Sovereign of Interference

Sovereign of Interference
by Anonymous

It is no coincidence that many Dweghom Holds suffered a series of tumultuous and
bloody changes in their regimes at the time of Charles Armatellum’s early career. It must
be considered as part of the principal reality of the Dweghom existence; radical changes
in the world were always resonating on Dweghom hearts, their primordial predisposition
making them much more sensitive to any disturbance to the balances (or imbalances) of
Eä. Ghe’Domn nearly reached its own self-desruction at that time, its various clans
locked in a war that rarely had an equal and laid the foundation for the departure of
three clans, a scant few centuries later. Gholond’s Raegh was violently dethroned – an
event not remarkable in itself, but made so by the fact that he was killed by a
Mnemancer Initiate. The Three-of-Kin, Aul’Domn, Orobdhuo and Uosiega, rekindled
their ages-all differences for… a rock, and clashed en masse, albeit the war was quickly

It is also no coincidence that many small Dweghom warbands marched to the surface at
the time – which was conveniently forgotten by most humans. The reason? Charles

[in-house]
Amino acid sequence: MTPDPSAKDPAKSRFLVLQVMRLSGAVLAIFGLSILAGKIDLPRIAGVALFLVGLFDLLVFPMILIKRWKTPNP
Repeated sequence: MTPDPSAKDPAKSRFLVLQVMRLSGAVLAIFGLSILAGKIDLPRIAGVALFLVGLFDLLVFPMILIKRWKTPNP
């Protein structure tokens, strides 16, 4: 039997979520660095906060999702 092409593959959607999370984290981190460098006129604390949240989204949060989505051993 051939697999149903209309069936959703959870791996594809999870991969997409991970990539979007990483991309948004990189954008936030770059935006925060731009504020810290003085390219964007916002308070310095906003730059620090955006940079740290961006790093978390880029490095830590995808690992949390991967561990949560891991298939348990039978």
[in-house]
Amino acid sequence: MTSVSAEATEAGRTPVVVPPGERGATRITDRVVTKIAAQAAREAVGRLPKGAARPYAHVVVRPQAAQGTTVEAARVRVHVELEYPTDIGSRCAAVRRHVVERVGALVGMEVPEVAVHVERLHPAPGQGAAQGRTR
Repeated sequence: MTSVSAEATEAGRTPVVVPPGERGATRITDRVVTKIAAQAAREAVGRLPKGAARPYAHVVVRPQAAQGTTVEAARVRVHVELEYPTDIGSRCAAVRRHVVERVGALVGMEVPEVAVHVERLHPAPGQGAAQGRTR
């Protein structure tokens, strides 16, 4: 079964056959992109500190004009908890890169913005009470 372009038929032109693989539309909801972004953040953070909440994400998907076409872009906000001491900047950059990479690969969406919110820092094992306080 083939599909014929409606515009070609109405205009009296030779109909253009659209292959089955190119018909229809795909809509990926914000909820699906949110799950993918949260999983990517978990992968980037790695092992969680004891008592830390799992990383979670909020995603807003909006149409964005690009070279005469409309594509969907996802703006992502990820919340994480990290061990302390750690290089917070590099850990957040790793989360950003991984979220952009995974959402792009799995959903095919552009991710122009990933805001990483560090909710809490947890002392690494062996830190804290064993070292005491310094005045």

suffered one of the few defeats of his recorded life by such a force from Enurek, which
almost jeopardized his entire campaign against the City States, as they blocked the
passages through the western Albinae. His loss was a blessing in disguise – after all,
Charles was a more learned man than most and he was always being properly advised –
for a victory over the Dweghom could have started a chain reaction of challenges against
this human. Some also attribute the direct involvement of Svarthgalm as well as the
increased aggression of the Nords to Charles’ rise. This is true but only indirectly so;
unlike Charles, Svarthgalm was naturally predisposed to march in the opposite direction
of any sage advice he was being offered.

But unlike the Nords and the Dweghom, there was another force that turned its eyes to
this young King already at that time; one much more focused, dangerous and cunning. In
the scattered Spires around the world, an increased number of licenses to Merchant
Princes would be issued just as a young Charles was solidifying his rule in the newly
founded Austersia.

This, of course, raises multiple questions. Could anyone, the Sovereign included, have
predicted so early the future of Charles Martell? He was not, after all, the only human
king or queen to exploit a volatile situation to expand the borders of their influence.
While, granted, Charles’ success was promising to be unprecedented, the Sovereign’s
reaction would seem too immediate to the very hint of Charles’ greatness. Considering
the volatility of the times, with the Kingdoms boiling in the cauldron of the Red Years,
one man’s successes seem hardly worthy of the Sovereign’s attention, while leaving little
room for certainty of predictions, even to such as capable as he. This leaves two possible

Coincidence cannot be readily dismissed. The intricacies of the Spire politics elude
history’s records and one could safely assume that, much like the Kingdoms, Nords and
Dweghom experienced unrest at the time, so did the Spires. The Sovereign’s decision to